I have read and researched Annie Sloan Chalk Paint as if I was preparing a dissertation defense. I tried several DIY recipes without success. So I gathered up a wonderful friend and we drove an hour north to a charming little town, Holly, Michigan. We attended a 3 hour class which produced my test board shown here.
You will notice the white stripes on the board…this is where the tape was to divide techniques. The name of the shop is Pigeon in the Parlour and the instructor has taught over 2000 students. The quality of the paint and wax was better than I expected. The ease of application could turn a paint hater into an artist. The sanding is simple and the wax leaves a velvety finish that looks and feels like a fine piece of furniture. It is the finish I have been looking for.
It’s a total secret what makes this paint work we were told. The pigments are pure and the colors are gorgeous. They don’t add black to the pigment which dulls a paint. We were also told the name “Chalk” paint came about because of the smooth finish it produces, not because there is chalk in the paint. This leads me to believe this is why the DIY recipes don’t work as well. As with anything, you also get a better job with the right tools. The wax brush is amazing and we used 600 grit sandpaper which I had not seen in my research. The paint is expensive, as well as the tools. However, it truly gives you twice the coverage of regular latex with a smooth, velvety finish.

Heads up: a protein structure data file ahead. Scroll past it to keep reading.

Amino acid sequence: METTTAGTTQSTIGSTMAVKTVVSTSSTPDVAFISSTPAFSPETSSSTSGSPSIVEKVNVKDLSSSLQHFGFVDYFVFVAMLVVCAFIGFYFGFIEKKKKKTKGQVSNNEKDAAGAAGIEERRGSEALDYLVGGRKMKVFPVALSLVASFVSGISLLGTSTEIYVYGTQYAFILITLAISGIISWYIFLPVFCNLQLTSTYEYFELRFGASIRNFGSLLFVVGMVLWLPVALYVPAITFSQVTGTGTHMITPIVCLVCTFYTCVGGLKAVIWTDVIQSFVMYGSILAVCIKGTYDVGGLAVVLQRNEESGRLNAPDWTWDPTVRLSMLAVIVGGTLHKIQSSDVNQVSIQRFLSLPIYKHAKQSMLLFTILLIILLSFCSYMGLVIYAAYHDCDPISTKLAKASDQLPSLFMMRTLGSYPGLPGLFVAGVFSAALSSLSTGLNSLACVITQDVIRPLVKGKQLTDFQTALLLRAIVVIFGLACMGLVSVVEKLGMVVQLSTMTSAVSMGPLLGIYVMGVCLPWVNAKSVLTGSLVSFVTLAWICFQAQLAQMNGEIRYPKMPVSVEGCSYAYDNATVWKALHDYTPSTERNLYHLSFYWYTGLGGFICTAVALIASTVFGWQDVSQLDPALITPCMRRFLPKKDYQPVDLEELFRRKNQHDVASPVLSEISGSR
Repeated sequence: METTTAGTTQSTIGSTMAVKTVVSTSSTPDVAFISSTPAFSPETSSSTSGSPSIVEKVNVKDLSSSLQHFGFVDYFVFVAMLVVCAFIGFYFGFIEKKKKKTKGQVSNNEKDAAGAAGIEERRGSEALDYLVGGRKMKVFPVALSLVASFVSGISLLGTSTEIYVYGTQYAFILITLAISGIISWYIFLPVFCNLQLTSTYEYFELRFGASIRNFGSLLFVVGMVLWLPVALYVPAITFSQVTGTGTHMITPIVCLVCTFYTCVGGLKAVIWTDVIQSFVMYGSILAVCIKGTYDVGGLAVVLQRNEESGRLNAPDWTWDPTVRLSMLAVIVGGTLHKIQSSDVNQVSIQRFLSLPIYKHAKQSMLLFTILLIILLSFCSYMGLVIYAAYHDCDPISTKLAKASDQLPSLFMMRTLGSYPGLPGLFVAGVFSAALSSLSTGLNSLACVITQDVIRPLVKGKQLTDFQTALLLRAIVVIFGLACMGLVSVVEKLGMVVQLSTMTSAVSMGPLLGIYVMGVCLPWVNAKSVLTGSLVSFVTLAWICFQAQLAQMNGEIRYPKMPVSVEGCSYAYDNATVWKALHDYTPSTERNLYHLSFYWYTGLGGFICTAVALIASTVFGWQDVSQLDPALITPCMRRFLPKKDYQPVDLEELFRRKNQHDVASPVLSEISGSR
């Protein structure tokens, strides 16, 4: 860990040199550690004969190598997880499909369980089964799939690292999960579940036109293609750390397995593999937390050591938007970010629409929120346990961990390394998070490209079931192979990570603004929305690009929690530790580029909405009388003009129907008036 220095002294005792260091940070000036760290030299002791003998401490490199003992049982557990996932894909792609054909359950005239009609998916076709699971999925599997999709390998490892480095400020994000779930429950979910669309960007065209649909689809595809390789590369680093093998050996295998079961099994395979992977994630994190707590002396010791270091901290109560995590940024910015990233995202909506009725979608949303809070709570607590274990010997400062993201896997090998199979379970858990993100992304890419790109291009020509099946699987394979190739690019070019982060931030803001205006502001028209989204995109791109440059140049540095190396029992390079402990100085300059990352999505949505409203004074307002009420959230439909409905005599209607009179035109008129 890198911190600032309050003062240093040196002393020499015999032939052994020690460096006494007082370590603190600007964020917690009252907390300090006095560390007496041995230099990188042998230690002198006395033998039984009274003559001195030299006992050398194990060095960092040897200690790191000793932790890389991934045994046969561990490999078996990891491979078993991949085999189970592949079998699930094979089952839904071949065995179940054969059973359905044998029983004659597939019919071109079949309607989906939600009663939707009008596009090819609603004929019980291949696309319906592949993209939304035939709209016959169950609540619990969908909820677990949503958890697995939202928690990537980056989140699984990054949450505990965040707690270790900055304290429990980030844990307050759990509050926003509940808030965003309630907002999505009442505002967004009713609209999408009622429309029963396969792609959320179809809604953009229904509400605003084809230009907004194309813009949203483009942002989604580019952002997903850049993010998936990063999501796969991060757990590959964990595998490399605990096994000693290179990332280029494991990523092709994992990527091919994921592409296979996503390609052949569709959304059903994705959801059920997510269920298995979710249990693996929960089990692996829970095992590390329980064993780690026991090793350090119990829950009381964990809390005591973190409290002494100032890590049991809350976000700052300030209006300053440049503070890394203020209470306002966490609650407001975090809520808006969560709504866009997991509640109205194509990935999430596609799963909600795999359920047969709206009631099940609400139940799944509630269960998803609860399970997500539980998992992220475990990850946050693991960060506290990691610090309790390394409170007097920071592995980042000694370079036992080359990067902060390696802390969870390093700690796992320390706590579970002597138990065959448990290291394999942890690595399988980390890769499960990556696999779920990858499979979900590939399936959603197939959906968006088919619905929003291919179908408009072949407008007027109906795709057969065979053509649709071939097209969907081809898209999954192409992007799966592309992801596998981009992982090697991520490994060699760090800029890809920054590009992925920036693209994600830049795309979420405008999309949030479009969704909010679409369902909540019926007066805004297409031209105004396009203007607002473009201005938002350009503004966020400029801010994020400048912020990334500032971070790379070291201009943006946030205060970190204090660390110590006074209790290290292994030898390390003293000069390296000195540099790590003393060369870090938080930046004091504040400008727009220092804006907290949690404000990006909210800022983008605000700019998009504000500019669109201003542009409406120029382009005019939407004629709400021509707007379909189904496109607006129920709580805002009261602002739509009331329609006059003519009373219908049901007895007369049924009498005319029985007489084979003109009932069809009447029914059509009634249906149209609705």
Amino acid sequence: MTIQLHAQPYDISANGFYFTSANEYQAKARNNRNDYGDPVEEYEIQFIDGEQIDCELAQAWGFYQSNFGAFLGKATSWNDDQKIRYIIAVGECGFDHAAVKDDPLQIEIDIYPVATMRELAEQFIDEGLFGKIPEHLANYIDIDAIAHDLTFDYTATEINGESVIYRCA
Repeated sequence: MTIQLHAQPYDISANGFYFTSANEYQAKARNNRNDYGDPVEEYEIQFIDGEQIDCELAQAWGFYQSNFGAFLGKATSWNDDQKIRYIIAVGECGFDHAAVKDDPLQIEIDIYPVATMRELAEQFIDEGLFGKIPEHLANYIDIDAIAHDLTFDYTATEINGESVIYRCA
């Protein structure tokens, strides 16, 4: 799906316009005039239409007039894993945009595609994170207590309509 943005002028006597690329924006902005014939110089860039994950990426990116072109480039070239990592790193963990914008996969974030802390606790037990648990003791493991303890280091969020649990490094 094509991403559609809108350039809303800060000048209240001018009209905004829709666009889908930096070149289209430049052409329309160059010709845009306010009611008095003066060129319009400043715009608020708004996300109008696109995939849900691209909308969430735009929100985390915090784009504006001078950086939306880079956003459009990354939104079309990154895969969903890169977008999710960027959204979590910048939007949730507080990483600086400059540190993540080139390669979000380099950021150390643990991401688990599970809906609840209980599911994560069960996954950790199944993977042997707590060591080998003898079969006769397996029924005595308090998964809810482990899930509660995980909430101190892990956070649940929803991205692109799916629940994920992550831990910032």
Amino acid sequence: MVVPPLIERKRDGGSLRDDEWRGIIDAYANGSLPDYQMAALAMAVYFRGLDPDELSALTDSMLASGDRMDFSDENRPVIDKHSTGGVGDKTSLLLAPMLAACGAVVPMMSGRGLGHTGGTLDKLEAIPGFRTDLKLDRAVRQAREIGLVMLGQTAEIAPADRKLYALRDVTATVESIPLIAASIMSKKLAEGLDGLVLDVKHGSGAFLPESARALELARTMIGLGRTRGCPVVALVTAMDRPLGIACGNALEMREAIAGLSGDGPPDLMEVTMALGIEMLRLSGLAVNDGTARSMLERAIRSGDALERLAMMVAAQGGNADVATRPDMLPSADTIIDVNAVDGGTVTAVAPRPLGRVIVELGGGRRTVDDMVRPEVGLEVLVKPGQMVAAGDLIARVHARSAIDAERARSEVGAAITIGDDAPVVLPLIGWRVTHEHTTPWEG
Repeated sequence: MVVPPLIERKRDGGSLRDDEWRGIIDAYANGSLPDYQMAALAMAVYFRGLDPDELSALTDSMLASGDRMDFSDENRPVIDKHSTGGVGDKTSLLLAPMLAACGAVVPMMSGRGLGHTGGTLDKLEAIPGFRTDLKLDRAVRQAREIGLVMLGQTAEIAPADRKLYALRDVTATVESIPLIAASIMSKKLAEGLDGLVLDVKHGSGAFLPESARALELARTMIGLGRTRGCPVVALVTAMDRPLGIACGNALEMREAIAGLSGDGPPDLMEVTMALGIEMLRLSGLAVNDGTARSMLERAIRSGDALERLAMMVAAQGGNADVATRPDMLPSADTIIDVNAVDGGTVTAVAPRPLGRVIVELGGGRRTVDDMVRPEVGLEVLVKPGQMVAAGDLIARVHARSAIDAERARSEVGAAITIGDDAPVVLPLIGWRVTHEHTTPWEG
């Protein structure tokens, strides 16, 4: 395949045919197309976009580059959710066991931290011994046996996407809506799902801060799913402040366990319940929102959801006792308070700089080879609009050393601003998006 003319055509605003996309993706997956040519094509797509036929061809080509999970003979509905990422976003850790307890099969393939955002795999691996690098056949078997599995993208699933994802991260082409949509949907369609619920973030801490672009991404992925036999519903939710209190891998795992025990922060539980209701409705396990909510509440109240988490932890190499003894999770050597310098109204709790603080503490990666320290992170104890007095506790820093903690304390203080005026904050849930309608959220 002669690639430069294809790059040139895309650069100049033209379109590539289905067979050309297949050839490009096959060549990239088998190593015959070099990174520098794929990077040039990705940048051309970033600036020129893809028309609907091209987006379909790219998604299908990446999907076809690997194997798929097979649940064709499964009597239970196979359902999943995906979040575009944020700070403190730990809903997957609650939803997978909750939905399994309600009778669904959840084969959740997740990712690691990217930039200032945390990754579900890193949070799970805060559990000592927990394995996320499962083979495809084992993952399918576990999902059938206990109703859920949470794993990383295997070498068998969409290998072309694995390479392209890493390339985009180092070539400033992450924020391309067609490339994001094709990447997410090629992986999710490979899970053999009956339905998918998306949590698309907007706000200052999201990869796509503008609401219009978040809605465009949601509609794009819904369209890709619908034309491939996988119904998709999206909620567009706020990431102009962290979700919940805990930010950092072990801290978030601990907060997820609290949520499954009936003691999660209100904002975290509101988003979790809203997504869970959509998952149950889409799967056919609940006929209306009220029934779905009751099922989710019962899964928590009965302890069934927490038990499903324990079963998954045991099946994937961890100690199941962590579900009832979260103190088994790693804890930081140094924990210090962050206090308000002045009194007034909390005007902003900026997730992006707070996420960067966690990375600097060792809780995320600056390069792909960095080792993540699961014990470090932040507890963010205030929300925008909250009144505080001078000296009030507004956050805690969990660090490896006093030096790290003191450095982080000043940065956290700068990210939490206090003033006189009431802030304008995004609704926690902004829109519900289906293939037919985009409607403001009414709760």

Clearly, I was sold. I have 4 pieces I am ready to transform and will keep you posted of the results! Let me know if you have any questions!